USA’s Shalane Flanagan and Kenya’s Geoffrey Kamworor won the 2017 New York City Marathon today (November 5).
Flanagan, racing in her second New York City Marathon, broke the tape in 2:26:53 leaving defending champion Mary Keitany more than one minute behind.
The 2008 Olympic medalist ends a four-decade drought by becoming the first American winner since Miki Gorman in 1977.
“I’ve dreamed of a moment like this since I was a little girl,” Flanagan said after running thesecond-fastest time by a U.S. woman in New York. “So this means a lot to me, to my family and hopefully inspires the next generation of American women to just be patient. These are the moments that we dream of as athletes, and this is going to feel good for a really long time.”
Flanagan, who made her marathon debut seven years ago in New York, is the second American marathon major champion in four weeks following Galen Rupp’s victory in Chicago.
Keitany, who was seeking a fourth consecutive win the Big Apple, was inseparable from Flanagan and Ethiopia’s Mamitu Daska up until the 22-mile mark before Flanagan kicked. From that point on the gap grew with every mile and neither athlete could answer the 36-year-old’s strength in closing stages.
Flanagan crossed the line in 2:26:53, with Keitany second in 2:27:54 and Daska completed the podium with 2:28:08.
Earlier this year Flanagan, who finished third at the Beijing 2008 Olympic 10,000m, had her bronze medal upgraded to a silver after Elvan Abeylegesse of Turkey’s medal was stripped as a result of a doping violation.
Geoffrey Kamworor wins his first marathon
Geoffrey Kamworor’s late surge in a tactical men’s race was enough to win his first marathon majors title.
The two-time World Cross Country Champion and two-time World Half Marathon Champion crossed the line in 2:10:53, finishing three seconds ahead of 2014 champion Wilson Kipsang.
Lelisa Desisa completed the podium with 2:11:32.
The men’s race was a tight tactical affair right to the closing stages with any of eight athletes in contention for the title.
However, Kamworor made a break with two miles to go and only Ethiopia’s Desisa and Kipsang managed to follow. Heading into Central Park for the final stretch, Kipsang was just a few strides behind, but the 24-year-old remained in control and held on to win his first marathon in eight attempts.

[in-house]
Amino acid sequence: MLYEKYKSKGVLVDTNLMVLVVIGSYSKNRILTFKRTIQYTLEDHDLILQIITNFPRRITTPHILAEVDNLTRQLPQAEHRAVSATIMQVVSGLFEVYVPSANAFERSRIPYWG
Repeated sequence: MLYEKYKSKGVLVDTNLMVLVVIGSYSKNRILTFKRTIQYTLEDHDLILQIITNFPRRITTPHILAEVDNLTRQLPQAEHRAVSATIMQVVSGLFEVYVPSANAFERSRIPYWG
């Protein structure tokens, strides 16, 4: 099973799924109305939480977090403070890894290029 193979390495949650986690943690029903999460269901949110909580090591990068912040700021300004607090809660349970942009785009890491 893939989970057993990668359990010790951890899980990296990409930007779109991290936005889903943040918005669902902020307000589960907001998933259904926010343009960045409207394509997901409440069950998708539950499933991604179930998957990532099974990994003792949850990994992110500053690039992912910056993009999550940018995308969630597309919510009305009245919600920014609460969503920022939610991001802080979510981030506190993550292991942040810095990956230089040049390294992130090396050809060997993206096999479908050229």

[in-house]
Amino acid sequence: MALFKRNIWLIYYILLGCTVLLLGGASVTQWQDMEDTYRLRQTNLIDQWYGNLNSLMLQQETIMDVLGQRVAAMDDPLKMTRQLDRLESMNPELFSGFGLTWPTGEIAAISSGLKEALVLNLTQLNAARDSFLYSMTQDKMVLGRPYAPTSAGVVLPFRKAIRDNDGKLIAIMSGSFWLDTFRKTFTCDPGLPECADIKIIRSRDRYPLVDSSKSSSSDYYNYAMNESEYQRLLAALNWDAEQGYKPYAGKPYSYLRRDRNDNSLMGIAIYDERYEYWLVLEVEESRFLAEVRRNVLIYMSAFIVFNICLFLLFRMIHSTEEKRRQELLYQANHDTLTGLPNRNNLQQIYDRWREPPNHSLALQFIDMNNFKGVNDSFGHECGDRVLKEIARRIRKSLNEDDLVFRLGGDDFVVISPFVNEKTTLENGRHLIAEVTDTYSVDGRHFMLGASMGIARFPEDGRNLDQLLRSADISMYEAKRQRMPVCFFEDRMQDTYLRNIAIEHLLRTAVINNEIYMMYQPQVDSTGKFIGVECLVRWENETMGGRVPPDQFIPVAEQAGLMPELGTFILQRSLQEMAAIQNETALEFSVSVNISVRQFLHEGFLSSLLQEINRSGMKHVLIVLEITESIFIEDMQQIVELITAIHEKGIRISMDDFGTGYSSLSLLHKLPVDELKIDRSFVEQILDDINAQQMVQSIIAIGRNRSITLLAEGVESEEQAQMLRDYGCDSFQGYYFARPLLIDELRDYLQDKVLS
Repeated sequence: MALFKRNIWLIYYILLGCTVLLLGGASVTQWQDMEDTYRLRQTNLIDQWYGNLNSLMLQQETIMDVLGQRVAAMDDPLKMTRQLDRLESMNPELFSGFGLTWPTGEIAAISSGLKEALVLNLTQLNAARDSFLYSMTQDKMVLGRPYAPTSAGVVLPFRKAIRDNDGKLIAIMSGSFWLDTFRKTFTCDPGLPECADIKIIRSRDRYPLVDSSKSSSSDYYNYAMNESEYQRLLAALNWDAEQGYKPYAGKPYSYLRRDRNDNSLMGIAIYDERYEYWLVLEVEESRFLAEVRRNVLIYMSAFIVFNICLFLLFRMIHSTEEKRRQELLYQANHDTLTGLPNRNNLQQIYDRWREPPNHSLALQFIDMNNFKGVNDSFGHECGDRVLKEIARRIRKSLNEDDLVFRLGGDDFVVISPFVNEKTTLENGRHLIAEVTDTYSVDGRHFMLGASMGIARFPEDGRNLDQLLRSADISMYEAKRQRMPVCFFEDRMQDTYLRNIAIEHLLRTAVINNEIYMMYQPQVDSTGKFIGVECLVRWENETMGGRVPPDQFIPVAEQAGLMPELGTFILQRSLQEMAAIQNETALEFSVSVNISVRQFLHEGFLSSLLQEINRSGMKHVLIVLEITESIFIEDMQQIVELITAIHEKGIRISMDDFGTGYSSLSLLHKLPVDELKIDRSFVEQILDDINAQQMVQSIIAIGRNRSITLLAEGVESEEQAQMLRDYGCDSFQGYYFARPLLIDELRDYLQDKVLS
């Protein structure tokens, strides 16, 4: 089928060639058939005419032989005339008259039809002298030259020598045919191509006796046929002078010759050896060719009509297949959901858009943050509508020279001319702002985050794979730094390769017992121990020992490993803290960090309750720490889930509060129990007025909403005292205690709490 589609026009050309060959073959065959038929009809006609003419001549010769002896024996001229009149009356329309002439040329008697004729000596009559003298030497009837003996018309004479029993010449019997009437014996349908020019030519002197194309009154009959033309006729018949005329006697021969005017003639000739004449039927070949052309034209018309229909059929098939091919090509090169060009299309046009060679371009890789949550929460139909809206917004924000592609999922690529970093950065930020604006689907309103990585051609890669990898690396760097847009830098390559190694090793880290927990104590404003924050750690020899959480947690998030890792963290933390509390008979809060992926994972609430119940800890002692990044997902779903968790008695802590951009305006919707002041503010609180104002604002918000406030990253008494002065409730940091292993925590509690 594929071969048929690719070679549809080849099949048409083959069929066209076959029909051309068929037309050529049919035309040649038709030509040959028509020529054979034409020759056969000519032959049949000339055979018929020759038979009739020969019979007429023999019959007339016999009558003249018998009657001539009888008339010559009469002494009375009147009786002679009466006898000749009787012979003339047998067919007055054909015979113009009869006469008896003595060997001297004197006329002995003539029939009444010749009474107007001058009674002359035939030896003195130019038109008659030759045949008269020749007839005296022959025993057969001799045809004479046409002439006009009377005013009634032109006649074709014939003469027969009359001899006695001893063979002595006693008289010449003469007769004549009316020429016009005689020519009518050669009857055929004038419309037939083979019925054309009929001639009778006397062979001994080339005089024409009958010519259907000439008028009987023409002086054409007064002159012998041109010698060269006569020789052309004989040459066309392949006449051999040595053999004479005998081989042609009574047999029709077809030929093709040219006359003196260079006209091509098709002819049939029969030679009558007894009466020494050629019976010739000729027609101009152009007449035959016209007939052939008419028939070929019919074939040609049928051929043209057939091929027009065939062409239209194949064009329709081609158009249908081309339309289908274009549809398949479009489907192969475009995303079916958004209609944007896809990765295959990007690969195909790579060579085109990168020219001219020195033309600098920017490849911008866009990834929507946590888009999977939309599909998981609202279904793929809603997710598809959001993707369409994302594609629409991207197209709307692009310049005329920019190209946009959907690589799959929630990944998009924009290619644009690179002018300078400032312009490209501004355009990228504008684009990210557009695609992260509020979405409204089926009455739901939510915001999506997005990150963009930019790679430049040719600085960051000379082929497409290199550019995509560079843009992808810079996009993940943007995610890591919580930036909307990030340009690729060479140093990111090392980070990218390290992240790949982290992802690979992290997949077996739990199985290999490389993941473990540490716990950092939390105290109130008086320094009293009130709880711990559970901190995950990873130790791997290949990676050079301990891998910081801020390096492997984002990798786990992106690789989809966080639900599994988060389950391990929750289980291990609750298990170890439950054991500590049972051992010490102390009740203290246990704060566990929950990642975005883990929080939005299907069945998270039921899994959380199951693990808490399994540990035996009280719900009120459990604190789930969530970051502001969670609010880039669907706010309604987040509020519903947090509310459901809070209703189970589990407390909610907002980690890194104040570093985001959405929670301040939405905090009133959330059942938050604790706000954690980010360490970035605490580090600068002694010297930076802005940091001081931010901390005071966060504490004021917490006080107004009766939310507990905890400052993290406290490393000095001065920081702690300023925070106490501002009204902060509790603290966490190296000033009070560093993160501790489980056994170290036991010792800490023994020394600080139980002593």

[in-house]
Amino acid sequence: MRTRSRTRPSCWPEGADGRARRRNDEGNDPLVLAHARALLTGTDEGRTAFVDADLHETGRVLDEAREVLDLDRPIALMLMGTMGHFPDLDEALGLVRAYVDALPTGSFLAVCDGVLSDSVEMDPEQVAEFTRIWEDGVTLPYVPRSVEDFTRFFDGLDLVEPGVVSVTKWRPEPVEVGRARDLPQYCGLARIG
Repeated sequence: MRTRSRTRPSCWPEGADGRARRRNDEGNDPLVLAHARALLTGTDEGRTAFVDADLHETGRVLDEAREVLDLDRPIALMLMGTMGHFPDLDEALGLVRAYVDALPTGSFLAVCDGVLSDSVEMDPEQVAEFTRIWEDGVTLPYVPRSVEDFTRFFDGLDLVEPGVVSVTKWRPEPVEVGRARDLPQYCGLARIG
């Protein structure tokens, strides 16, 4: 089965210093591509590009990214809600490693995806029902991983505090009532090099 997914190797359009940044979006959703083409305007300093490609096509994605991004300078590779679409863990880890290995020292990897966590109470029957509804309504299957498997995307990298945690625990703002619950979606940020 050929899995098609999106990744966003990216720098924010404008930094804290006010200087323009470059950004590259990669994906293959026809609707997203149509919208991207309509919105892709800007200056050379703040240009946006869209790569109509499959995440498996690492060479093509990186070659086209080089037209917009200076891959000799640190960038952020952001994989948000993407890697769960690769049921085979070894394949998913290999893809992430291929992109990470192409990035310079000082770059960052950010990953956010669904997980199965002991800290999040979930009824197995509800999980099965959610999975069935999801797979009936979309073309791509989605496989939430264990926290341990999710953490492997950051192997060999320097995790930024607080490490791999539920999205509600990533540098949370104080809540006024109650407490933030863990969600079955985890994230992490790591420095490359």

“2015 was my first time running the TCS New York City Marathon, and I found the course very exciting and very nice,” Kamworor said. “There are many people to cheer on, so it keeps a lot of motivation. So for me today, I knew that it’s really a nice course, and I knew that there’s enough support.
“For me, I knew that I had made a decisive move, and I was focusing on the finish line. But when I look at the camera, I saw someone was coming, which was Wilson, and I had to believe in myself because I was holding out for the finish. So I had to do my best to make sure that I won.”
Meb Keflezighi says farewell
American great Meb Keflezighi was racing in his 26th and final career marathon and finished in a very respectable 2:15:29 for 11th place. Keflezighi, a winner in 2009 has now competed in New York eleven times and quite fitting he finishes 11th today.
“It was a beautiful victory lap, you could say, to be up at the front and mix it up with all the great runners that New York runners provide here and set the stage for us,” Kelfezighi said. “I gave it all that I had today. New York came out to support me, all the runners, 50,000 deep. I was honored to be here and to get this special medal, number 26.”
Switzerland’ Marcel Hug won his third title in the men’s wheelchair race, clocking 1:37:17, with Britain’s John Charles Smith finishing second in 1:39:40.
Manuela Schär made it a double for Switzerland by claiming the women’s title ahead of USA’s five-time winner Tatyana McFadden.